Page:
Popliteus tendon tenosynovitis
In the case of popliteus tendinitis, the tendon of the popliteal muscle is inflamed. The muscle is located at the back of the knee and can cause symptoms, for example, whilst running. Running downhill can provoke the symptoms.
The function of the popliteal muscle is to flex and turn the lower leg inwards.
Description of the condition
The popliteal tendon is inflamed. This tendon runs from the back of the knee to the outside of the knee.
Cause and origin
Popliteal tendinitis can have several causes. The symptoms can occur with excessive inward rotation of the feet (pronation), with downhill running or always running on the same side of a sloped road. This causes excessive strain and inflammation of the popliteal tendon.
Signs & symptoms
The pain is located at the back of the knee and along the outside of the knee. The symptoms occur mainly during (downhill) running.
The doctor or physiotherapist will perform a physical examination to test whether the complaints originate from the popliteus muscle. In addition, the origin of the complaints will be asked. This may give a clear indication of the type of injury. An ultrasound scan may support the diagnosis.
The popliteus muscle supports the hamstring, so the entire leg will be examined during the physical examination. The patient's gait can also be analysed to see if there is any sagging of the feet while walking. It can also reveal what the knee does when stability is required during walking. Excessive rotation of the lower leg in relation to the upper leg can overload the popliteus muscle.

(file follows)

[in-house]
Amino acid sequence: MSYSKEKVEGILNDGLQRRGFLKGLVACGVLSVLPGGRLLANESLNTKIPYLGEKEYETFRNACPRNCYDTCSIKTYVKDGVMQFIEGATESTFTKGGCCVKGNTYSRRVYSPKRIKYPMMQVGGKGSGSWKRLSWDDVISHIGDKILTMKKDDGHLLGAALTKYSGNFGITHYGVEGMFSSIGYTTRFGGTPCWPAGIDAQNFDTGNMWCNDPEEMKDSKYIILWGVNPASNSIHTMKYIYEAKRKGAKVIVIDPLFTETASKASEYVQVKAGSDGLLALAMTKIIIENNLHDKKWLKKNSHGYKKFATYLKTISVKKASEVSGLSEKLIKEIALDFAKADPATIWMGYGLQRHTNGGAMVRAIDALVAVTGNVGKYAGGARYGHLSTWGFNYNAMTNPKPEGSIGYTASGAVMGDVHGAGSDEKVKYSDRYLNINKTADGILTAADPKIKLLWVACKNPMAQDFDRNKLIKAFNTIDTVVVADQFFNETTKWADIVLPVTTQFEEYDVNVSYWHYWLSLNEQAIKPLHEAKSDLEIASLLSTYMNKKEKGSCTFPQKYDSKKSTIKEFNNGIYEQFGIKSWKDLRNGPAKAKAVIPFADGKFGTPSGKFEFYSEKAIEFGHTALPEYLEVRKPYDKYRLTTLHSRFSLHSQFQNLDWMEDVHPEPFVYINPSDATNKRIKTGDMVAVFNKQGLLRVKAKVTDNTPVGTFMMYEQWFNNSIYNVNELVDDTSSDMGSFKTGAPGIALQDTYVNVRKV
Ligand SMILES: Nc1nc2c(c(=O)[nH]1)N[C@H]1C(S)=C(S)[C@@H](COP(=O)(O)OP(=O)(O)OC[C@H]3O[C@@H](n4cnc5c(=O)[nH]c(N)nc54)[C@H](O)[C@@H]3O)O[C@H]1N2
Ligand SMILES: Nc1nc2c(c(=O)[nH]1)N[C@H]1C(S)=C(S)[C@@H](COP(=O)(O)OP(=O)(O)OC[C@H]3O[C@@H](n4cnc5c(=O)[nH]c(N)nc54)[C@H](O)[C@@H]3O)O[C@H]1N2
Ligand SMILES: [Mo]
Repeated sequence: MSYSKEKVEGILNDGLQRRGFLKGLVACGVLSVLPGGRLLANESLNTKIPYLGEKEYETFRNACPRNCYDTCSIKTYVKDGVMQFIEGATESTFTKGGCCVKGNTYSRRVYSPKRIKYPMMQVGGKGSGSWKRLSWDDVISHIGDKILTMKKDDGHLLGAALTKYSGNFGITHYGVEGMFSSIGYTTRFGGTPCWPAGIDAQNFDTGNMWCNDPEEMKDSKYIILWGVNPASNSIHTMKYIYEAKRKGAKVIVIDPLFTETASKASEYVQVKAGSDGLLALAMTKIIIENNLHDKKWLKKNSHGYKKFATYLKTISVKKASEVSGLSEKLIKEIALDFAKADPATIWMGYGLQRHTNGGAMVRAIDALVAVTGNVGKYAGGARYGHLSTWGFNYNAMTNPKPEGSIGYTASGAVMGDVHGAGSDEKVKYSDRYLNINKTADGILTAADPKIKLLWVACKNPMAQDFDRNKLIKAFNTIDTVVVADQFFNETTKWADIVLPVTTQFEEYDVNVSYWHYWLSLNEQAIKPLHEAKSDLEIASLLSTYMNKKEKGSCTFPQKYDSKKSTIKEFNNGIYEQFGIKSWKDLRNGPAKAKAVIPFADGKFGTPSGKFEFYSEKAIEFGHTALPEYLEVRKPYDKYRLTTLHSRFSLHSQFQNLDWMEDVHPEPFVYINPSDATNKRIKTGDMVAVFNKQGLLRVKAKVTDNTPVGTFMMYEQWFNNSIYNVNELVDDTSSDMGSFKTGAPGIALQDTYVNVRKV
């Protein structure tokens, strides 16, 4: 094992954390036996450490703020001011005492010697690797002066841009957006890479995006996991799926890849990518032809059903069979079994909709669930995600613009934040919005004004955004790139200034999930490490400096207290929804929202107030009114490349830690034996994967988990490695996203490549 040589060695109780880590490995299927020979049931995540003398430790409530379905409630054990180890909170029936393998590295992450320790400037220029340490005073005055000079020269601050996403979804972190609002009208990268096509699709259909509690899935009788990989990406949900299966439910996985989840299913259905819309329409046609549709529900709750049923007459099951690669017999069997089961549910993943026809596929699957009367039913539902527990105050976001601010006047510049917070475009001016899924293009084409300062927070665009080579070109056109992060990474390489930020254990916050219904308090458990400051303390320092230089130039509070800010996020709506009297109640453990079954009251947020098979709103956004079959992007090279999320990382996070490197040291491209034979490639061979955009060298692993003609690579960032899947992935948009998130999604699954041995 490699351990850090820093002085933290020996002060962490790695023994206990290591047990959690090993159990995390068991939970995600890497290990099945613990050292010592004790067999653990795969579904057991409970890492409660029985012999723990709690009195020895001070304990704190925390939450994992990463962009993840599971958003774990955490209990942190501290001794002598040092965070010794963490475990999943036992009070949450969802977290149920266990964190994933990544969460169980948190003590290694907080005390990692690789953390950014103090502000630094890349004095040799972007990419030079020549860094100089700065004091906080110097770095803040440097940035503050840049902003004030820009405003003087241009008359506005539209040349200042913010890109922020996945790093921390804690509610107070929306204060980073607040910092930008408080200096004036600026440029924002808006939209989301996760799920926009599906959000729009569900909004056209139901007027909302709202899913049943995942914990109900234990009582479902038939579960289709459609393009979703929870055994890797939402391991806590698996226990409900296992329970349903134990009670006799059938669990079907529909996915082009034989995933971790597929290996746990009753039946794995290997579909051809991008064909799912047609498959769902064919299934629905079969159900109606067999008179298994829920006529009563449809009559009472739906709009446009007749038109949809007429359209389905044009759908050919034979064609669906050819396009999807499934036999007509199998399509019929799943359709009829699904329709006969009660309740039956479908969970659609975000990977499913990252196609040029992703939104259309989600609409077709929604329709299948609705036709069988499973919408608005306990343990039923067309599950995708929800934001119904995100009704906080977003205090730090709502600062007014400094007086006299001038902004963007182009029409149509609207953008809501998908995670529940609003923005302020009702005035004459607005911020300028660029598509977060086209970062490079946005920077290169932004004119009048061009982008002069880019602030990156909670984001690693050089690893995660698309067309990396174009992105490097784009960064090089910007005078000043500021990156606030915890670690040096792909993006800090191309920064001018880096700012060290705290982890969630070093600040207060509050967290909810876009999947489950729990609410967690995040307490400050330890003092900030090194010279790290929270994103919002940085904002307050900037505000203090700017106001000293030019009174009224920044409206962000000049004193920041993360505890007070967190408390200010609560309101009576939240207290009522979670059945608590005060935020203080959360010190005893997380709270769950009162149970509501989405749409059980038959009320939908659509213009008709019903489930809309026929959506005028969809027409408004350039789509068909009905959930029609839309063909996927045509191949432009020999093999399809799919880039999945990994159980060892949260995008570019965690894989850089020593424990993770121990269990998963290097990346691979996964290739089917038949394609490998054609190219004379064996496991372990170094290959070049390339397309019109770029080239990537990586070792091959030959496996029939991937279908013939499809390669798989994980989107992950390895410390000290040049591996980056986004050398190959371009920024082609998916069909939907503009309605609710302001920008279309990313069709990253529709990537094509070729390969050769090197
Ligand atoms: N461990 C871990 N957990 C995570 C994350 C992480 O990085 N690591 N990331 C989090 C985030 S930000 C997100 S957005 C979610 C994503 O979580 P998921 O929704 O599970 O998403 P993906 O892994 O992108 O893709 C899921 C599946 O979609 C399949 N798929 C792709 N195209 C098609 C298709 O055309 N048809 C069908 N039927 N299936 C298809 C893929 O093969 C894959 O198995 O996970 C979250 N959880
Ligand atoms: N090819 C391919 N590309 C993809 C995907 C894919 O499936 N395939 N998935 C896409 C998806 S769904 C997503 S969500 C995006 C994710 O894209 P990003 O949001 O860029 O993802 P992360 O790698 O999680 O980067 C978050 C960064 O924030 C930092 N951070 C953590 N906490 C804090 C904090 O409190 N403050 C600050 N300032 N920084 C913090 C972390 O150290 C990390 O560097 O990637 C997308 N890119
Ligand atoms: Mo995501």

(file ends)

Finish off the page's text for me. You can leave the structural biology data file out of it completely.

The treatment will initially consist of relative rest, which means that the movements that cause pain should be avoided. This is combined with exercises to strengthen the right muscles in and around the back of the knee.
The lower back, hip and foot muscles are also trained to provide as much stability to the knee as possible. In addition, a hardened popliteus can be massaged to help it relax and stretching and mobilisation of the knee joint can help.
If the examination has shown that the position of the foot may be a cause, an orthotic may also be recommended. This is often done in consultation with a podotherapist.
The exercise programme for popliteal tendinitis combines the right exercises to remedy the popliteal pain. You can find the exercise programme here.
Brukner, P. & Khan, K. (2010). Clinical sports medicine. McGraw-Hill: Australia. 3e druk.
Moore, K.L. & Agur, A.M.R. (2013). Clinically Oriented Anatomy. Lippincott Williams And Wilkins.